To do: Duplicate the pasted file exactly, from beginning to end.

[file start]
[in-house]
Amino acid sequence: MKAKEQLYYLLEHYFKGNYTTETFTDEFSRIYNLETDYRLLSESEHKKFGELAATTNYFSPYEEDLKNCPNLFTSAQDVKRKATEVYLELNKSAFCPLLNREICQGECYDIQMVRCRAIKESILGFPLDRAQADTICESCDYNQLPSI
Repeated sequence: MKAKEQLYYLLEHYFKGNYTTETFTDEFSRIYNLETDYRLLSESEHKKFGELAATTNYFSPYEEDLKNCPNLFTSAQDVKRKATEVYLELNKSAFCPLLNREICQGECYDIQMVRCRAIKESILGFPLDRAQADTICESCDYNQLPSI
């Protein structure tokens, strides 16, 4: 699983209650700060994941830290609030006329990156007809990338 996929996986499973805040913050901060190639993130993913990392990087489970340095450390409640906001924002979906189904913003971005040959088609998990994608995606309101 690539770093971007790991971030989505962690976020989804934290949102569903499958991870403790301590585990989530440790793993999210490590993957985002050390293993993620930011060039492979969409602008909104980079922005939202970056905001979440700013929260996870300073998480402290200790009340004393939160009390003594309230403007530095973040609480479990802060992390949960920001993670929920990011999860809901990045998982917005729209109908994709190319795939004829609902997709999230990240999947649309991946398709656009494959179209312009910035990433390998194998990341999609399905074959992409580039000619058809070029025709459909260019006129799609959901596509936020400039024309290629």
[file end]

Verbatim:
[in-house]
Amino acid sequence: MKAKEQLYYLLEHYFKGNYTTETFTDEFSRIYNLETDYRLLSESEHKKFGELAATTNYFSPYEEDLKNCPNLFTSAQDVKRKATEVYLELNKSAFCPLLNREICQGECYDIQMVRCRAIKESILGFPLDRAQADTICESCDYNQLPSI
Repeated sequence: MKAKEQLYYLLEHYFKGNYTTETFTDEFSRIYNLETDYRLLSESEHKKFGELAATTNYFSPYEEDLKNCPNLFTSAQDVKRKATEVYLELNKSAFCPLLNREICQGECYDIQMVRCRAIKESILGFPLDRAQADTICESCDYNQLPSI
């Protein structure tokens, strides 16, 4: 699983209650700060994941830290609030006329990156007809990338 996929996986499973805040913050901060190639993130993913990392990087489970340095450390409640906001924002979906189904913003971005040959088609998990994608995606309101 690539770093971007790991971030989505962690976020989804934290949102569903499958991870403790301590585990989530440790793993999210490590993957985002050390293993993620930011060039492979969409602008909104980079922005939202970056905001979440700013929260996870300073998480402290200790009340004393939160009390003594309230403007530095973040609480479990802060992390949960920001993670929920990011999860809901990045998982917005729209109908994709190319795939004829609902997709999230990240999947649309991946398709656009494959179209312009910035990433390998194998990341999609399905074959992409580039000619058809070029025709459909260019006129799609959901596509936020400039024309290629």